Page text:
The smaller phone gets a good day’s worth of usage out of it while the larger one goes about 50 percent longer. Mileage varies by user, of course, but we’re content with it.

How are the cameras on the VIVO X5 and VIVO XL5?

Okay. They’re just okay. We didn’t expect much from either phone, even the one with the third sensor and AI smarts. Why? Price, of course. With that said, we imagine the results are good enough for more of its target users.

The shutter speeds are slower than we would have liked for both phones. You almost have to anticipate your shot and press the button just a moment earlier.

Vivo XL5 (Standard, HDR)

Taking action shots, or even a cat sauntering about, could sometimes prove tricky. Too often we’d find results blurred. On the other hand, still images were fairly decent if not a bit washed out.

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Color balance and accuracy was right about where you want it; a few minor edits in your favorite app ought to make your photos social media worthy. We noticed that the VIVO XL5’s AI did kick in a few times to slightly punch up the picture at the time of taking it.

Really, our main quibble is the app itself, which is a touch wonky. We found it a bit too easy to accidentally switch camera modes. In testing purposes this isn’t so bad, but in real world time is of the essence and having to make adjustments could be the difference in a lost opportunity.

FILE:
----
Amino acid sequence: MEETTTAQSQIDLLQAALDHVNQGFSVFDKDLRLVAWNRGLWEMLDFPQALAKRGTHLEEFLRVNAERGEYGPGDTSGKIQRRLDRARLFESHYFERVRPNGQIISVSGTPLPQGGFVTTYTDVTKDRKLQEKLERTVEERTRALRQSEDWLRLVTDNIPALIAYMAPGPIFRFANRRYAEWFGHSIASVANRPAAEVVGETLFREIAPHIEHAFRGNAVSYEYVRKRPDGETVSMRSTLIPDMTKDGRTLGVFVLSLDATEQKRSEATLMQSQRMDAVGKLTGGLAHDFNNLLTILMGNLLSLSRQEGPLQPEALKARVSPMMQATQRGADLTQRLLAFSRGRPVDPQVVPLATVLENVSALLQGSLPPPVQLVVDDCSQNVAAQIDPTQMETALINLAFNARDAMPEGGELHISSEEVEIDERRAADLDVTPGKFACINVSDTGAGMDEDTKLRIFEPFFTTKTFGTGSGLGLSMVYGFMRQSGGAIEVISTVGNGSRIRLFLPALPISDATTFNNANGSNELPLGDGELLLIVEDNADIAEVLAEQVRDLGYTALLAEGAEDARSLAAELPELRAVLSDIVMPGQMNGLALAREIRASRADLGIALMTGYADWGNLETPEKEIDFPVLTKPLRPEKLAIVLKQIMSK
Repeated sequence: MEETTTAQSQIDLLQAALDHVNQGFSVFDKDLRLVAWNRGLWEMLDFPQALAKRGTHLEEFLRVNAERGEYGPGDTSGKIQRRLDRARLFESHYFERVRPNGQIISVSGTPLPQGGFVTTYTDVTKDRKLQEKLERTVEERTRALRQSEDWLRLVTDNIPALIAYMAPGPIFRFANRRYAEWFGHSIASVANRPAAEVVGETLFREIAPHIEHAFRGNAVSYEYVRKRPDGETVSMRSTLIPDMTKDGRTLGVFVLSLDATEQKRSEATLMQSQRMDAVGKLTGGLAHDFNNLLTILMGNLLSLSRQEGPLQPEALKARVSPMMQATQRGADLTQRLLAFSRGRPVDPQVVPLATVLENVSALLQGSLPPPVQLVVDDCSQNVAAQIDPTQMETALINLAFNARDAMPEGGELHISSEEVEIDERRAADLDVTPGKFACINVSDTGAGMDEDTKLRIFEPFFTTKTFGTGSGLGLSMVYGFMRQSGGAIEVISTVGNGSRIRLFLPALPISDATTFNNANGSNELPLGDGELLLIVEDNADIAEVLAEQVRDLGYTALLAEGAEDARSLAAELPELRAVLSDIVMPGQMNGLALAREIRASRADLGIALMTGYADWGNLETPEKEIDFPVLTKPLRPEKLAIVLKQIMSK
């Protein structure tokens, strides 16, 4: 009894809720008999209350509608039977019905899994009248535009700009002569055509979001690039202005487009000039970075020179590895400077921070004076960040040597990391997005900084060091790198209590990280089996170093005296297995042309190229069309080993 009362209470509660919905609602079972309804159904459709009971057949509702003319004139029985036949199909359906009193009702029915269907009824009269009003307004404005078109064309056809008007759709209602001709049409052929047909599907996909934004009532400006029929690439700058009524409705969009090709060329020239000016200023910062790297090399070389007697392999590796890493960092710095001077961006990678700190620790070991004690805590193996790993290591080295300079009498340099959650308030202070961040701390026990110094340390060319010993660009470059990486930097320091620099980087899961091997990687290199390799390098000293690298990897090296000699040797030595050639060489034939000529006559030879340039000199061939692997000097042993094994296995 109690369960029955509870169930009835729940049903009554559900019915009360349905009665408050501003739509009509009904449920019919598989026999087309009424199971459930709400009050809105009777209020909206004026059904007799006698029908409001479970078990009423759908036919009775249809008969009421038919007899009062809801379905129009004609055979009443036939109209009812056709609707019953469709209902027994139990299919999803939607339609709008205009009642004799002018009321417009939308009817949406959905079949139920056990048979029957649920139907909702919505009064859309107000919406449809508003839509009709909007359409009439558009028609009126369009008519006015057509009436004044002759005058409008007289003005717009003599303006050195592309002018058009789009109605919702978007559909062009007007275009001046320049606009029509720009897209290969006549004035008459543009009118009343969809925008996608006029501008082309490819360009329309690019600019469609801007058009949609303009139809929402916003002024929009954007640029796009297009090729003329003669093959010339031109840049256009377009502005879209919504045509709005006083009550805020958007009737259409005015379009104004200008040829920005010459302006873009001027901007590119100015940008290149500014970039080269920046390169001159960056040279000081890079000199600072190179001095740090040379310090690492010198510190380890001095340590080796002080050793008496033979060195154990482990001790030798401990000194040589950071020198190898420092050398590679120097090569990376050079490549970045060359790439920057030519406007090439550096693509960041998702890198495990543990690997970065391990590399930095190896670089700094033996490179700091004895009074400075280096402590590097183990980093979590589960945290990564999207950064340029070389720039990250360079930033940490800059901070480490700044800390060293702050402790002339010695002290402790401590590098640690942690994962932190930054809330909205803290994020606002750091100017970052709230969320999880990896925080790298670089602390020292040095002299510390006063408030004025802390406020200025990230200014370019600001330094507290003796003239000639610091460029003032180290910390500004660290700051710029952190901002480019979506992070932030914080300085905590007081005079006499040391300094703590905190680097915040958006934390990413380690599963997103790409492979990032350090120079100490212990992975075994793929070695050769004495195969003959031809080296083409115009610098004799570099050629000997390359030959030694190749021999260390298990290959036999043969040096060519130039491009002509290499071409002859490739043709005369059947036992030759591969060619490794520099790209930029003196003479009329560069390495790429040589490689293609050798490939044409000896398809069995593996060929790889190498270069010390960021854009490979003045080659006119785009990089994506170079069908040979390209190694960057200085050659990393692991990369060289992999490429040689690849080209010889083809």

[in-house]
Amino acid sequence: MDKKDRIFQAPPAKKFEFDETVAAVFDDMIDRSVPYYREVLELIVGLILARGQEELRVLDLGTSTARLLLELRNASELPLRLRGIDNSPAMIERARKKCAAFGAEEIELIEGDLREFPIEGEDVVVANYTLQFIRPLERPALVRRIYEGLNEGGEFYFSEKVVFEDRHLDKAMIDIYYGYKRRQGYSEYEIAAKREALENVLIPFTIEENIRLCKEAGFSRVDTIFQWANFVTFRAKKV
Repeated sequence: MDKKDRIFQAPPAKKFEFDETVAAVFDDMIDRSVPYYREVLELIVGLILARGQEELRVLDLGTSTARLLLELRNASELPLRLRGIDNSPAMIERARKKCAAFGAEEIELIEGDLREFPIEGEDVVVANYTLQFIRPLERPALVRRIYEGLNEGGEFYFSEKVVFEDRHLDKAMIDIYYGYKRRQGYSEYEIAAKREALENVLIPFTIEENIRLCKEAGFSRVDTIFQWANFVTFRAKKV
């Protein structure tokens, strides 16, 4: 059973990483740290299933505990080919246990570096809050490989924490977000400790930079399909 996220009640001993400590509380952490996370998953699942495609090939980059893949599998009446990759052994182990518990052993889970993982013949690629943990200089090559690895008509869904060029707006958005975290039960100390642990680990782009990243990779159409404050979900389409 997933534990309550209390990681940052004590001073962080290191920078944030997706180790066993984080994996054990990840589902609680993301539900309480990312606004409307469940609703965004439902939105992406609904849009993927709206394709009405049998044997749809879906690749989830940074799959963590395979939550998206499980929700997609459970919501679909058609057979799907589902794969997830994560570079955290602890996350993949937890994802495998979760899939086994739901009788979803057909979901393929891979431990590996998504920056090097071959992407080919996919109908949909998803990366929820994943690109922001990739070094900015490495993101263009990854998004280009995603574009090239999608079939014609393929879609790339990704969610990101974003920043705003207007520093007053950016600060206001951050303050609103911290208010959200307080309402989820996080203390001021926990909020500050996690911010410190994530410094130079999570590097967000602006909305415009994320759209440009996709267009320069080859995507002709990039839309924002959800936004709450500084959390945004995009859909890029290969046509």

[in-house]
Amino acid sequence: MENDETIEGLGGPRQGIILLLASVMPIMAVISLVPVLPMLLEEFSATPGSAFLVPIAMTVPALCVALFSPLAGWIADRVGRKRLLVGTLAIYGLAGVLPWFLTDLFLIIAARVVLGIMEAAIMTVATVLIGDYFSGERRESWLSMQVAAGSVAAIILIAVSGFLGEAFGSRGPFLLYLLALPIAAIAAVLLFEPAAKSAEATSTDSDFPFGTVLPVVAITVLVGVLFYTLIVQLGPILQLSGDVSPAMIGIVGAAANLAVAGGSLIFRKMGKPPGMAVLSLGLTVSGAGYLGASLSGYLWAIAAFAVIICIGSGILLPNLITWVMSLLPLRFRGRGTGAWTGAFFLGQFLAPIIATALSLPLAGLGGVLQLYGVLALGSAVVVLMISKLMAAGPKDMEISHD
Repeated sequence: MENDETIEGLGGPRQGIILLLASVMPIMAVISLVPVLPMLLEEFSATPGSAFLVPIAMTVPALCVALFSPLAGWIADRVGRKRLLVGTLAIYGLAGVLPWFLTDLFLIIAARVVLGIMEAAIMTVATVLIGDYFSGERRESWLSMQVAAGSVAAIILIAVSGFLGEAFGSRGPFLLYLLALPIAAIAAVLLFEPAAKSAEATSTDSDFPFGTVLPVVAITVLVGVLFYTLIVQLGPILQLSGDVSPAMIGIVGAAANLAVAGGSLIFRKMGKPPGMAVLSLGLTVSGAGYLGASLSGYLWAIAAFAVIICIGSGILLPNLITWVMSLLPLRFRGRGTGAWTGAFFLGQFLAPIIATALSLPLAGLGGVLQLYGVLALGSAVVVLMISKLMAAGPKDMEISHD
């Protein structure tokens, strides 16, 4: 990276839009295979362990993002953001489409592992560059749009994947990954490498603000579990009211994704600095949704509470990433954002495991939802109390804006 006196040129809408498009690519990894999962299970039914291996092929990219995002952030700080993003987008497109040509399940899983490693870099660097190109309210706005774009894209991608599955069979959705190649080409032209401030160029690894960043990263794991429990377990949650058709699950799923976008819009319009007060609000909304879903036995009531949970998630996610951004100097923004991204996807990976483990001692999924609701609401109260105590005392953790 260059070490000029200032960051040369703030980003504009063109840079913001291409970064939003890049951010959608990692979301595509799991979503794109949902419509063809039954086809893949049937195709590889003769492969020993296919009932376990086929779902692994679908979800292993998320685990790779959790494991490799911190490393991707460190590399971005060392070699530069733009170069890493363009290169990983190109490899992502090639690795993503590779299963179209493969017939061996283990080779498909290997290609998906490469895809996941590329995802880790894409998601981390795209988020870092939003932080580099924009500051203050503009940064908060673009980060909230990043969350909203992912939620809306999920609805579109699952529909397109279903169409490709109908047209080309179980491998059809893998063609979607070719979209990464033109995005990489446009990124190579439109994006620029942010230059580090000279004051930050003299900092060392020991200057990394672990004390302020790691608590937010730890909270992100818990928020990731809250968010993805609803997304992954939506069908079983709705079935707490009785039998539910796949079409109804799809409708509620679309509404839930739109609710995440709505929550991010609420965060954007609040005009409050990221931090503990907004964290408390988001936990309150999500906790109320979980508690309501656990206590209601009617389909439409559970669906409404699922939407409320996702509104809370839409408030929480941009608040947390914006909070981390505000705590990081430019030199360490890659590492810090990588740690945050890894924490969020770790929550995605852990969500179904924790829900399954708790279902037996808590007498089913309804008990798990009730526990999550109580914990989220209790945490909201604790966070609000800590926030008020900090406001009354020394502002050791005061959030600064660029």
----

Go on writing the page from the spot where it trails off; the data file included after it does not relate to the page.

Oh, and actually seeing the screen on a bright sunny day is pretty tough. Depending on what you’re shooting or where you’re looking, it might be hard to see your subject.

Google Photos: Blu VIVO X5 and XL5 Samples

If you’re buying a phone because of its camera, skip the VIVO X5 and VIVO XL5. Set your sights on something a few hundred bucks higher. If you don’t care about snapping high-res pics — and there are plenty of people who don’t — you won’t take issue with either.

Should I buy the VIVO X5 and VIVO XL5?

This largely depends on who you are as a user. If you’re replacing a device that’s 2-3 years old, you might be alright here, provided you weren’t using a Galaxy S8 or something in that upper echelon. If you had a flagship from 2017, this might be a side step at best.

There are plenty of devices out there with forgettable one-off names or models that stay with prepaid brands. If you can’t remember when you bought your last phone, or don’t even really know what it’s called, both of these will do well for you.

Parents looking to supply younger users with their first smartphone might like what Blu offers here. They’re cheap enough that you can pick up more than one without going broke and they have enough power to keep them happy.

We think the VIVO X5 and XL 5 make decent phones for the stereotypical prepaid crowd. As we see it, there’s no reason to go with the smaller one. The hardware is worth the difference in price. Outwardly they’re very similar, and you get your money’s worth in the bigger model.


You can purchase Blu VIVO X5 and Blu VIVO XL5 at Amazon for about $100 and $130, respectively. Both are unlocked with 2/4/5/12/17 LTE band support which means AT&T, T-Mobile, Cricket, Metro, and other GSM carriers.